If, as a result of the failure of the Federal fund rate, which cannot be pushed lower, then you may need to run around and start buying bonds. Usually you can buy them from banks or the open market and pay people cash for it. This injects cash into the system and is considered to be broadly stimulating in the short run. If that does not work, the last system that has not been used but could be is throwing $100 bills out the window of a helicopter. Ben Bernanke joked about this, but it gave him the nickname “Helicopter Ben.” Doing this would create utter chaos on the ground, but imagine if the Federal Reserve mailed everybody in the United States a $200 check. They have the wherewithal to do this since they control the money supply and can print up whatever they want. We do not have to reload the gun, so to speak.

Bruce asked if he sees a chance of negative interest rates. He said not on the short end. This was something we saw happening in Germany on the long end. Long-run rates have been drifting up lately and running around 3%. This is a perfectly reasonable number because of how fast we are seeing the economy growing. Last time interest rates were running above 3% was back in 2014 when the U.S. economy was growing at a similar clip to what it is now and the global economy was too. He does not see rates going into that territory since we have a strong enough economy and there is enough demand for this money. Therefore, rates will likely stay in positive territory.

We have a 3% ten-year and a 4% GDP growth. If we had 2 ½ and 3 annually and full employment. Bruce wondered if a ten-year has ever been at 3% with full employment. Christopher said this was the case back in the 50s and 60s, but this is very unusual. It has been a while since we had the high inflation back in the 70s and 80s. What we are really doing is returning to some levels of a historic norm. Bruce asked if he is concerned about deflation and what could cause it. Christopher said a collapse in money supply would be deflationary for the economy. Deflation is, at best, a short-term problem. The worst case scenario is they can start printing money and end deflation. Christopher said to him, deflation is not a critical issue for the U.S. economy. It is manageable, as the case may be.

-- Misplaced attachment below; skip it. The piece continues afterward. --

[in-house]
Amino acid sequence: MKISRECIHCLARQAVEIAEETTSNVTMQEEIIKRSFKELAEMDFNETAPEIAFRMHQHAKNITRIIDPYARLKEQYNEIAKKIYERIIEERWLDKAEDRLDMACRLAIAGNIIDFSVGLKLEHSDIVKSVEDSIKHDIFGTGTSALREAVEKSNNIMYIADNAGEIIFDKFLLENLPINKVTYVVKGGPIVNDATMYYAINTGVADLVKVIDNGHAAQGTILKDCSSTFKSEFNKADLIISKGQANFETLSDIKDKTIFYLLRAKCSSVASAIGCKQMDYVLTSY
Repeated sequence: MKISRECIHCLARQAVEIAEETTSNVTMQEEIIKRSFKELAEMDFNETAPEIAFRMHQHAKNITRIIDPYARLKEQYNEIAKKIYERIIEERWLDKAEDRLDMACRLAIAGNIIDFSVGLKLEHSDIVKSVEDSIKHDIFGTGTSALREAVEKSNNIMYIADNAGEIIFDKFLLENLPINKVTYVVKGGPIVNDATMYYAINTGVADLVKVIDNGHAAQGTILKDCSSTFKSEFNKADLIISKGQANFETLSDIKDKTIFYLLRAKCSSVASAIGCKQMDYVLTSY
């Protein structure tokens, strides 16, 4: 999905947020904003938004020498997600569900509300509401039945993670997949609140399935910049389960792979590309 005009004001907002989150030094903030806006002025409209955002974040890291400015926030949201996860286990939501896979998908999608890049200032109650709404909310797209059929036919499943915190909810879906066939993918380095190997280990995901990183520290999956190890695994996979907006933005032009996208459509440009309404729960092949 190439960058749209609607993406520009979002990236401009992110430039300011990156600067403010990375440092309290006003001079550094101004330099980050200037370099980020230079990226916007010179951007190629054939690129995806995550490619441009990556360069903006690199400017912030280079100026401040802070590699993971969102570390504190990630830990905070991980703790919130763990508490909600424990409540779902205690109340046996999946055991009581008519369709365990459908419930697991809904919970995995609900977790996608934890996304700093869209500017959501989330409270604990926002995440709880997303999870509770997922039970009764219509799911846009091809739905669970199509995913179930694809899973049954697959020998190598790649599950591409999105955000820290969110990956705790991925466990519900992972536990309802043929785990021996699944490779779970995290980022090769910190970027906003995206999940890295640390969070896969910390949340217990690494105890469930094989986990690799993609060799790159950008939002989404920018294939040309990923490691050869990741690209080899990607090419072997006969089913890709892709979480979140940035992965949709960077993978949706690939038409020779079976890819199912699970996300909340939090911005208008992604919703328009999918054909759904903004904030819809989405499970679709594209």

Bruce asked his opinion on what causes the next recession. He said not yet, although he is still watching to see what is happening. Real estate and debt markets seem okay, although he is a little worried about Federal Reserve policy and the potential for a massive trade shock because of ongoing trade concerns. However, now that they announced a negotiation with Europe, it looks like this may be fading away. A unilateral battle with China will not push us over the edge; it would have to be a global trade battle. The fact that they are basically backing off on Europe and talking to them about trade negotiation is a hysterical irony. We have to appreciate that during the election, Trump was incredibly negative on the Trans-Atlantic trade partnership that was going through. They demonized it, killed it, created trade shock, brought it back, and said it was wonderful.

This is why Bruce and Christopher hate politics. It is so horrendous. Christopher assured everyone this session was not about being a Democrat or Republican, it was just amazing to him how politics in this day and age have devolved to this shear level of craziness. It is almost George Wellian. At every I Survived Real Estate event, Bruce always asks everyone on the panel their last thought. His is always that he wants every elected official to act like an American, not a Democrat or Republican. 30 years ago the Democrats and Republicans agreed on what the problems were, but they would disagree on the solutions. They had different priorities and philosophies when it came to policy, but they at least understood what the problems were. Today, they can’t even seem to agree on that.

We have truly moved into this world of political double speak, and it’s very scary. From day one after the election, it seemed like the whole plot is how to win the next election. Forget about trying to accomplish anything, let’s just make the other side look ridiculous. By doing this, you create extremes. The other side is extremely one way, so we have to do the opposite, and it’s very hard to get something done when you start with this scenario. As an American, it is very frustrating to watch this since a lot of important decisions are not being made that will have a price tag later. They are getting bigger instead of smaller, and it is unfortunate.